THE FIRST HEBREW TRANSLATIONS OF SCIENTIFIC WORKS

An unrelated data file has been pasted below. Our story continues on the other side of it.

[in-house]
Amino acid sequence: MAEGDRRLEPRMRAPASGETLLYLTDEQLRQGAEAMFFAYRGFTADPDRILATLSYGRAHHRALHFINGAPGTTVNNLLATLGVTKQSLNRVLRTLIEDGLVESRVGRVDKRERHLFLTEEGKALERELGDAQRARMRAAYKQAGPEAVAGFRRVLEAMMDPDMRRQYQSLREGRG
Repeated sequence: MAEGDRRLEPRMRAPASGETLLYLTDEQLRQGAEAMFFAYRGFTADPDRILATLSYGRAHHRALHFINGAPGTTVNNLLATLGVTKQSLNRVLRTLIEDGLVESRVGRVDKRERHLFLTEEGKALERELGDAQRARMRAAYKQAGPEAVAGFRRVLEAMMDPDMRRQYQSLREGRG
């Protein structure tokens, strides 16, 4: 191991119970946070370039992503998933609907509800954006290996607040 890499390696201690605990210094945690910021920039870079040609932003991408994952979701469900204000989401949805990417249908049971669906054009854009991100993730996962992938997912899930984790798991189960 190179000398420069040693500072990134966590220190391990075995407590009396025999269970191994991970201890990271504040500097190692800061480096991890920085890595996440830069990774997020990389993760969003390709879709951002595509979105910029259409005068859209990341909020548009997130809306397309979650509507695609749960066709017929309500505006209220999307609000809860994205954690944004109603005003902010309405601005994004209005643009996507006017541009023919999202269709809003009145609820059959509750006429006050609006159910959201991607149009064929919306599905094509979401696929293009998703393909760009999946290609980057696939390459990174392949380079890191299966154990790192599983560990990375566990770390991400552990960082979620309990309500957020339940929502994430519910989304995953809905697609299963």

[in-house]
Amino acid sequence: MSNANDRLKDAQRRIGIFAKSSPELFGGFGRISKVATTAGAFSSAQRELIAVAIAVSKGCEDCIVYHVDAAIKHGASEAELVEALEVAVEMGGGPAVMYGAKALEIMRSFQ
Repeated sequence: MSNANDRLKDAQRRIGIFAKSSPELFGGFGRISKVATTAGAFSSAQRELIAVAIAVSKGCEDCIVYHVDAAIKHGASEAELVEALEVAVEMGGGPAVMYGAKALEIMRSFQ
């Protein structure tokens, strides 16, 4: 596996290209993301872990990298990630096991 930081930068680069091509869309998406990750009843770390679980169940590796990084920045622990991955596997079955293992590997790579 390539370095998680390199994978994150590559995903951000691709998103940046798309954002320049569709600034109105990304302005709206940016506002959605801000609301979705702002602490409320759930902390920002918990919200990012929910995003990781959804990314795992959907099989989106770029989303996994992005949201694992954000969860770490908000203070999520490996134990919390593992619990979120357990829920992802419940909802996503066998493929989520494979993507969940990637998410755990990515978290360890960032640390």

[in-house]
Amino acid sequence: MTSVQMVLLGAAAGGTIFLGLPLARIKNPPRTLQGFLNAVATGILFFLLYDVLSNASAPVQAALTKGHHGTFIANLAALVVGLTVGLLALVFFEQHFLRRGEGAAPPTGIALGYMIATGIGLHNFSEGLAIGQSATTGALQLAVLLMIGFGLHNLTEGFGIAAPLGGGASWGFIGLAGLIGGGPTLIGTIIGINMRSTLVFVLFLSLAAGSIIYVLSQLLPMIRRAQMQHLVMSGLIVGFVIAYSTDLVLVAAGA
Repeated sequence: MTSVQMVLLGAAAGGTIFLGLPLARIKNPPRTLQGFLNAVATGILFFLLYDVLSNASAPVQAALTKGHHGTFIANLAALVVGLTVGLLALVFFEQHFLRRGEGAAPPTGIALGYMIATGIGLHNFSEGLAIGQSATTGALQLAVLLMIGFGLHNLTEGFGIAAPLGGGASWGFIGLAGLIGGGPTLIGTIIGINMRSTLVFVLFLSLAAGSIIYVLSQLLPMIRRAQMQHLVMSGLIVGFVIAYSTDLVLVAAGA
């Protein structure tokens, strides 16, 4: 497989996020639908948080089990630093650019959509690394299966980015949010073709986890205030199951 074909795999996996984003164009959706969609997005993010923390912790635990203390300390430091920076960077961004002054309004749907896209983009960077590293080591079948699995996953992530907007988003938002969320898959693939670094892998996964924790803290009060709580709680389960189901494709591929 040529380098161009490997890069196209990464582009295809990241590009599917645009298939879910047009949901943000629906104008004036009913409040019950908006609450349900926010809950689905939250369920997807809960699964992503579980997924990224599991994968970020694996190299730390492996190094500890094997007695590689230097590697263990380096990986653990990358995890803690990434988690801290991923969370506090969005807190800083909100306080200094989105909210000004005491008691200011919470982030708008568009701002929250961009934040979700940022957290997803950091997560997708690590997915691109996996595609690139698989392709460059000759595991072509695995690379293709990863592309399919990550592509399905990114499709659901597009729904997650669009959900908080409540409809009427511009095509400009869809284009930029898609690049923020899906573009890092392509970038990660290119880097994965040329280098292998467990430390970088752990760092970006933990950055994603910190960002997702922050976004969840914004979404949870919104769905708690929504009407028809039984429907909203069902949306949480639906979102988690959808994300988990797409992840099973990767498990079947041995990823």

The translation into Hebrew of Arabic scientific and philosophic works in the thirteenth century and the first third of the fourteenth century made possible the flowering of science and philosophy among Jews in Western Europe in the late Middle Ages. The first scientific work to be translated from Arabic into Hebrew was an Arabic version of Aristotle's Meteorology. Samuel ibn Tibbon, the translator of Maimonides' Guide of the Perplexed, translated this work in 1210. This translation would be one of only three works of Aristotle to be translated into Hebrew directly from the Arabic translations, but it did not get the translation movement of scientific texts off to a running start. Ibn Tibbon himself, whose son Moses would become one of the most prolific and proficient of the Arabicto- Hebrew translators of scientific texts, showed surprisingly little interest in the translation of scientific texts. In fact, he claimed that he consented to translate the Meteorology only after the persistent entreaties of a learned scholar and dear friend, who had originally asked him to translate all Aristotle’s physical works, and when Ibn Tibbon refused, begged him to translate at least the Meteorology. But this was a poor choice. Unlike many of the Arabic translations of Aristotle’s works of the time, which could be found in fine copies of competent or even impressive translations, this text was available in seemingly corrupt copies of a poor Arabic paraphrase. To make sense of it Ibn Tibbon had to translate creatively, constantly comparing and relying on testimonia such as the commentaries of Alexander of Aphrodisias and Averroes.